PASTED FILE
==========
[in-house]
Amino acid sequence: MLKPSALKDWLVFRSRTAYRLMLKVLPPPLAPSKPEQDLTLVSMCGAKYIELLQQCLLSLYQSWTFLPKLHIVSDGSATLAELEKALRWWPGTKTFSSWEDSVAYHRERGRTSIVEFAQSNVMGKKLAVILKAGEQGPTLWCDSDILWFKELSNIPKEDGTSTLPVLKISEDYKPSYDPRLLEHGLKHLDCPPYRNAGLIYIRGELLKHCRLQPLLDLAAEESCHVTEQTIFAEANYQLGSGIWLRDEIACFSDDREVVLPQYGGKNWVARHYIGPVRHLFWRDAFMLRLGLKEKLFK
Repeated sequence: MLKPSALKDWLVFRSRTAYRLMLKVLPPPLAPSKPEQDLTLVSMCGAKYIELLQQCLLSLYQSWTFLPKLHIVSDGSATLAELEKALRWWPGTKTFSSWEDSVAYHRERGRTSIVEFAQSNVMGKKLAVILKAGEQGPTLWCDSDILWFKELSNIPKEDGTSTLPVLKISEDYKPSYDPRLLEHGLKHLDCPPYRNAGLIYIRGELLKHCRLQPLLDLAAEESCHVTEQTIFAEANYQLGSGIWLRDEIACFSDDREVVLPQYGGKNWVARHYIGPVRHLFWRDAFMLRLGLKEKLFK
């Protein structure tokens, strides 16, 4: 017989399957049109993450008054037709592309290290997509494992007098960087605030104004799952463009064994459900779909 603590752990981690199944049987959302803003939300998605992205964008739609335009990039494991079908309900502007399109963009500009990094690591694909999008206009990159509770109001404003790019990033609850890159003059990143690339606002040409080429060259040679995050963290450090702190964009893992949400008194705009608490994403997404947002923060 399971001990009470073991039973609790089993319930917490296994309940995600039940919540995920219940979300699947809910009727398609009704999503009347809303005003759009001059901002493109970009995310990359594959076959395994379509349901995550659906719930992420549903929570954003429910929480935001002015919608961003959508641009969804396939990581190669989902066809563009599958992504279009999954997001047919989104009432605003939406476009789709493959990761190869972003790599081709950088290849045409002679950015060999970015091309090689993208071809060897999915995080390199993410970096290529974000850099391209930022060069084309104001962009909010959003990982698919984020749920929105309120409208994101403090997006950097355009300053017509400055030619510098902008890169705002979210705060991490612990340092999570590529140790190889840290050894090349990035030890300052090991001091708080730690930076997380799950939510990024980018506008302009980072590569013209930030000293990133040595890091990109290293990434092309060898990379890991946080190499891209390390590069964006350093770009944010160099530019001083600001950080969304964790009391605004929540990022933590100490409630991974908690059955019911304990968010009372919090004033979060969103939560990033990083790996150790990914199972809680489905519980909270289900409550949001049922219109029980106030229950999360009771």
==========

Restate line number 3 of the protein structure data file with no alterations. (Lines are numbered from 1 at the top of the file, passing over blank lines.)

Repeated sequence: MLKPSALKDWLVFRSRTAYRLMLKVLPPPLAPSKPEQDLTLVSMCGAKYIELLQQCLLSLYQSWTFLPKLHIVSDGSATLAELEKALRWWPGTKTFSSWEDSVAYHRERGRTSIVEFAQSNVMGKKLAVILKAGEQGPTLWCDSDILWFKELSNIPKEDGTSTLPVLKISEDYKPSYDPRLLEHGLKHLDCPPYRNAGLIYIRGELLKHCRLQPLLDLAAEESCHVTEQTIFAEANYQLGSGIWLRDEIACFSDDREVVLPQYGGKNWVARHYIGPVRHLFWRDAFMLRLGLKEKLFK